Bankwest’s enthusiastic adoption of “hot-desking” has caused a headache, with staff going missing at the bank’s new corporate headquarters in Perth.
Under Bankwest’s flexible working model, staff are no longer tied to a specific desk. But this policy has resulted in staff having problems finding each other across the 14 floors of the building.
The solution came from the bank’s information technology department, which developed an app to track the bank’s workers called Locate my Colleague.
Whenever an employee sits at a desk and connects their computer, their location is signalled on Bankwest’s intranet.
“We developed some technology a few years back to track where people were connected to the network,” Bankwest chief information officer Andy Weir told the Australian Financial Review.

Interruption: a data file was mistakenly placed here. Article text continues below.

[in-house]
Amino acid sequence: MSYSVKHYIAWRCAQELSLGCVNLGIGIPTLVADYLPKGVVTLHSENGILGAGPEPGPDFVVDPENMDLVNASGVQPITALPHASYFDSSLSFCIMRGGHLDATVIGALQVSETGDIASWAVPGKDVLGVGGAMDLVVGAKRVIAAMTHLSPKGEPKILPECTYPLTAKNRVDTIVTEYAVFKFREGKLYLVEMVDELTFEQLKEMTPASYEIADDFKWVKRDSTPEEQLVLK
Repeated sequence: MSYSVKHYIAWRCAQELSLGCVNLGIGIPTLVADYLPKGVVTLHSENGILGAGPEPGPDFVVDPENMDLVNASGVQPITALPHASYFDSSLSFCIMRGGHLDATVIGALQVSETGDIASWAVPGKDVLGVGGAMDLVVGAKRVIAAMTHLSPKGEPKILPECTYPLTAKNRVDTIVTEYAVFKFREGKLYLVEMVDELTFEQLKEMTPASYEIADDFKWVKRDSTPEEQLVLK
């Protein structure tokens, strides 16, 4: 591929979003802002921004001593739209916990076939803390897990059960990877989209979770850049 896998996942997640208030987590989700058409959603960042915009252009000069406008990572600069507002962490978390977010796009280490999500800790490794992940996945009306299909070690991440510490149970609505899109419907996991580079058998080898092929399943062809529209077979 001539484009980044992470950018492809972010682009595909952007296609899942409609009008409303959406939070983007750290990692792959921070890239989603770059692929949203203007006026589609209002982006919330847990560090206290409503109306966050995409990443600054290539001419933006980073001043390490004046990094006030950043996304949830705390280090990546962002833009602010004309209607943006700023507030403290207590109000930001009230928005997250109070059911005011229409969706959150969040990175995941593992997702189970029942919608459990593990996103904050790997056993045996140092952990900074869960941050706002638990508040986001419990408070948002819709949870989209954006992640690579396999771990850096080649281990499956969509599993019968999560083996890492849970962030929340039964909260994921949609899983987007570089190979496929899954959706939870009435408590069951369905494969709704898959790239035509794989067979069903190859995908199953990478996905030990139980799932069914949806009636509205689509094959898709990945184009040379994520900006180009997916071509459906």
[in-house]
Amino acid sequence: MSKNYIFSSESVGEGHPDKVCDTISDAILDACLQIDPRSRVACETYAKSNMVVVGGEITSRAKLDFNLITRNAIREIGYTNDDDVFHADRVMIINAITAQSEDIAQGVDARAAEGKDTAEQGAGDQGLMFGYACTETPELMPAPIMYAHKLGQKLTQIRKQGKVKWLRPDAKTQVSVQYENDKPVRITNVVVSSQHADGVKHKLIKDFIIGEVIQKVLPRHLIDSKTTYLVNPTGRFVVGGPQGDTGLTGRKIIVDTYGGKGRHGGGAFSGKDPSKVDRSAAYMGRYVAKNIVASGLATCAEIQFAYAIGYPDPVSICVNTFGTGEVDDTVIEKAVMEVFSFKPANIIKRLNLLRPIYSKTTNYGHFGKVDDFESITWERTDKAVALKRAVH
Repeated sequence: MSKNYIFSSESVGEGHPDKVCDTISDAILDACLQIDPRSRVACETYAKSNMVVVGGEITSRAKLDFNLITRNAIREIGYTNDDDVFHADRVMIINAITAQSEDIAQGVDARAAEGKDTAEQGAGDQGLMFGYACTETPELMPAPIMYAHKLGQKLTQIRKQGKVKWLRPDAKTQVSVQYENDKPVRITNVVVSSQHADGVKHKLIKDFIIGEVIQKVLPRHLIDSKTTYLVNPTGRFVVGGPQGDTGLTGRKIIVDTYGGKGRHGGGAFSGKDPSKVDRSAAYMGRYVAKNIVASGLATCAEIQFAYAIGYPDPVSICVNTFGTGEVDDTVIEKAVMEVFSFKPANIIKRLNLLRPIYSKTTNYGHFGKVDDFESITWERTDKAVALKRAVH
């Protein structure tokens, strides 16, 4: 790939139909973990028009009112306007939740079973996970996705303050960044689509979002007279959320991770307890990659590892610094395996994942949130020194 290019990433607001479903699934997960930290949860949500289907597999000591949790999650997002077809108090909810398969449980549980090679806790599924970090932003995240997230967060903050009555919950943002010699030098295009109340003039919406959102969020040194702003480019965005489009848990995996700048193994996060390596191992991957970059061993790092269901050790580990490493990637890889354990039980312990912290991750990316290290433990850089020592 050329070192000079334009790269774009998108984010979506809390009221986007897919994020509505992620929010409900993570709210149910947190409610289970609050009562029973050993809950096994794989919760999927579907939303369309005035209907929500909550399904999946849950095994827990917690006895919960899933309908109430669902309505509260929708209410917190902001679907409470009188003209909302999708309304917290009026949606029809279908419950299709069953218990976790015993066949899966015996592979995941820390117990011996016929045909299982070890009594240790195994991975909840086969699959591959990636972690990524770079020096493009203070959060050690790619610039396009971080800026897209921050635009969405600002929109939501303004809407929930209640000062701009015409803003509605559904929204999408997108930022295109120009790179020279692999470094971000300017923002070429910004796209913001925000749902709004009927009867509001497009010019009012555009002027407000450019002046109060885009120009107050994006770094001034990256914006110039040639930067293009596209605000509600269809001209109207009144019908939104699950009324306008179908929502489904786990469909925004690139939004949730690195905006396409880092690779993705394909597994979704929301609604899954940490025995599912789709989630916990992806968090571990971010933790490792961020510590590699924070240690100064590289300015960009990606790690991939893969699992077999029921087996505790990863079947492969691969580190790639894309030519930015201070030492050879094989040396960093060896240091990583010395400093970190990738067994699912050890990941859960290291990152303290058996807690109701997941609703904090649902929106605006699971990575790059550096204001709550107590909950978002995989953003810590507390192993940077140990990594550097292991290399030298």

“We have repackaged that so that now you can type in a name online and a colleague appears on the screen as a flashing icon.”
Hot-desking is viewed by many businesses as a cost-saving measure that can reduce floor space. However, productivity experts warn that employees who do not have personal belongings around them can be less productive.
Craig Knight, principal researcher and managing director of Prism, undertook some research where workers were observed while operating in “lean” environments.
When elements such as plants and personal photos were slowly added into the mix, productivity rose as much as 30%.
Knight warns any business that takes away these elements can hinder performance.
“This actually has the opposite effect intended,” he says. “If you give people a little bit of leniency and free space, you’ll see productivity actually increase by a significant amount.”
Knight’s warning accords with the experience of Chiat/Day, an advertising company in Los Angeles that in 2004 removed private cubicles for its 300 staff.
A 2009 Wired article described the effect of the move as “turf wars, kindergarten-variety subterfuge, incessant griping, management bullying, employee insurrections, internal chaos and plummeting productivity”.